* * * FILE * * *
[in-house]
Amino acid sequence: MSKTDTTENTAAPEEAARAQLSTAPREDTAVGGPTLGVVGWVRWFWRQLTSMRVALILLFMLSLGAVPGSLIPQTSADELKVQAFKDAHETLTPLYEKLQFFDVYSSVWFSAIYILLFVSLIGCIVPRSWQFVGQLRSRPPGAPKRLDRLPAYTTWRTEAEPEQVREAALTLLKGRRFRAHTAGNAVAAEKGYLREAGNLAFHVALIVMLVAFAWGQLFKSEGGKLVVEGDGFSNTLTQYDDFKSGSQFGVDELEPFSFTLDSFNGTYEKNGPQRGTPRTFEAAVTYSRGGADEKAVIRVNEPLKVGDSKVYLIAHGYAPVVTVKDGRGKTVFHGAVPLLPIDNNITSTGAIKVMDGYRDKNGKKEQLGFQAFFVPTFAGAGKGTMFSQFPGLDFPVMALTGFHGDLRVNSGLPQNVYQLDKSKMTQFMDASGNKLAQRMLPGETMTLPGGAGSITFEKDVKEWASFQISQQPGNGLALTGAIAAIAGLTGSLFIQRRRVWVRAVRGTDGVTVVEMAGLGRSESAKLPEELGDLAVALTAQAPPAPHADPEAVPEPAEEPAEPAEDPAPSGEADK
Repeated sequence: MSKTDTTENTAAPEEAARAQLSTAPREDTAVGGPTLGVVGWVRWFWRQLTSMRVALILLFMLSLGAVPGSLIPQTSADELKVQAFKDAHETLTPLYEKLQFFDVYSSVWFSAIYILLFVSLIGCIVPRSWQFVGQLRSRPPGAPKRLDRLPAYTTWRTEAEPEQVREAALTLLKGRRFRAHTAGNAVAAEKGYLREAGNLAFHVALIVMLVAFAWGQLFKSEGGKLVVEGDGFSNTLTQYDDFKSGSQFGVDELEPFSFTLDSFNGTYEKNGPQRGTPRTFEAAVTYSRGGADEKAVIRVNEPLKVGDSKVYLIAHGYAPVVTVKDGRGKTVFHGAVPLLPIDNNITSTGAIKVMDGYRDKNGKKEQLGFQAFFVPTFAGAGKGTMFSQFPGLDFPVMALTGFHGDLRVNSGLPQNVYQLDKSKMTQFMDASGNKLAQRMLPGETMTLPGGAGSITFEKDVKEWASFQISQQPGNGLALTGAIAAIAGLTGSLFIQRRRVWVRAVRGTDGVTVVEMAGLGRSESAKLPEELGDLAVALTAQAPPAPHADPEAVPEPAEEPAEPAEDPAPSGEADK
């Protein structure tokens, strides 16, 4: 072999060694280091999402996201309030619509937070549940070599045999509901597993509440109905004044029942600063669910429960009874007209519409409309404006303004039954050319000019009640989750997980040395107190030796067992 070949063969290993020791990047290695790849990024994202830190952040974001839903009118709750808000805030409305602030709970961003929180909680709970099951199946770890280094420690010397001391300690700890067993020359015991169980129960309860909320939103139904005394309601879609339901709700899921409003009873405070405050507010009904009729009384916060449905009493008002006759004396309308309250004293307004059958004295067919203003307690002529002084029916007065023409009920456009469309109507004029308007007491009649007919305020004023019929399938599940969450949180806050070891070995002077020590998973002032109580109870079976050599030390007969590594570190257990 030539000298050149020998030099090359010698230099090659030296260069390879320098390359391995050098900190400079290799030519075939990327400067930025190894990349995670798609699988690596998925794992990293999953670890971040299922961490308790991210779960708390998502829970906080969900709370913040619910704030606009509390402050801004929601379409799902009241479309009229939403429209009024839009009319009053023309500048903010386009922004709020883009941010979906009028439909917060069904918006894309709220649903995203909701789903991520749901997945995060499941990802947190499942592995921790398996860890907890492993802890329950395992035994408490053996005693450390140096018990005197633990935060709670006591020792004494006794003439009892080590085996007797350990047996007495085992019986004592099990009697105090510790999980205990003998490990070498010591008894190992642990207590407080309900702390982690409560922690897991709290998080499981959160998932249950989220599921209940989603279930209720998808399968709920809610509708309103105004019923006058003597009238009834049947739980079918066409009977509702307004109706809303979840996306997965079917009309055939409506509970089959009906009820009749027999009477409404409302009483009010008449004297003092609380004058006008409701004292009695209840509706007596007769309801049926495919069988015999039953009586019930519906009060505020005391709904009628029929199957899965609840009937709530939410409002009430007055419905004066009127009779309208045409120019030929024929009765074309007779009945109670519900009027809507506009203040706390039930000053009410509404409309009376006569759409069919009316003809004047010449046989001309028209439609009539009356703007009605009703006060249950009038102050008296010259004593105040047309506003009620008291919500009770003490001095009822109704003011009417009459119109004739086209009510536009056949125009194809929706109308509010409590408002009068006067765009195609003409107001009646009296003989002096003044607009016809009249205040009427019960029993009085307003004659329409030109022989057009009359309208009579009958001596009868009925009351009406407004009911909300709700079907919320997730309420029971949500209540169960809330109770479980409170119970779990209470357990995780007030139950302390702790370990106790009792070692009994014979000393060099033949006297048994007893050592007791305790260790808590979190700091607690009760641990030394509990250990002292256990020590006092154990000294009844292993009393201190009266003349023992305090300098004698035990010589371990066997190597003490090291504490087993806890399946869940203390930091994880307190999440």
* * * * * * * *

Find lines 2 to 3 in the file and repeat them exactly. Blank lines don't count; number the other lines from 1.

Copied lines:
Amino acid sequence: MSKTDTTENTAAPEEAARAQLSTAPREDTAVGGPTLGVVGWVRWFWRQLTSMRVALILLFMLSLGAVPGSLIPQTSADELKVQAFKDAHETLTPLYEKLQFFDVYSSVWFSAIYILLFVSLIGCIVPRSWQFVGQLRSRPPGAPKRLDRLPAYTTWRTEAEPEQVREAALTLLKGRRFRAHTAGNAVAAEKGYLREAGNLAFHVALIVMLVAFAWGQLFKSEGGKLVVEGDGFSNTLTQYDDFKSGSQFGVDELEPFSFTLDSFNGTYEKNGPQRGTPRTFEAAVTYSRGGADEKAVIRVNEPLKVGDSKVYLIAHGYAPVVTVKDGRGKTVFHGAVPLLPIDNNITSTGAIKVMDGYRDKNGKKEQLGFQAFFVPTFAGAGKGTMFSQFPGLDFPVMALTGFHGDLRVNSGLPQNVYQLDKSKMTQFMDASGNKLAQRMLPGETMTLPGGAGSITFEKDVKEWASFQISQQPGNGLALTGAIAAIAGLTGSLFIQRRRVWVRAVRGTDGVTVVEMAGLGRSESAKLPEELGDLAVALTAQAPPAPHADPEAVPEPAEEPAEPAEDPAPSGEADK
Repeated sequence: MSKTDTTENTAAPEEAARAQLSTAPREDTAVGGPTLGVVGWVRWFWRQLTSMRVALILLFMLSLGAVPGSLIPQTSADELKVQAFKDAHETLTPLYEKLQFFDVYSSVWFSAIYILLFVSLIGCIVPRSWQFVGQLRSRPPGAPKRLDRLPAYTTWRTEAEPEQVREAALTLLKGRRFRAHTAGNAVAAEKGYLREAGNLAFHVALIVMLVAFAWGQLFKSEGGKLVVEGDGFSNTLTQYDDFKSGSQFGVDELEPFSFTLDSFNGTYEKNGPQRGTPRTFEAAVTYSRGGADEKAVIRVNEPLKVGDSKVYLIAHGYAPVVTVKDGRGKTVFHGAVPLLPIDNNITSTGAIKVMDGYRDKNGKKEQLGFQAFFVPTFAGAGKGTMFSQFPGLDFPVMALTGFHGDLRVNSGLPQNVYQLDKSKMTQFMDASGNKLAQRMLPGETMTLPGGAGSITFEKDVKEWASFQISQQPGNGLALTGAIAAIAGLTGSLFIQRRRVWVRAVRGTDGVTVVEMAGLGRSESAKLPEELGDLAVALTAQAPPAPHADPEAVPEPAEEPAEPAEDPAPSGEADK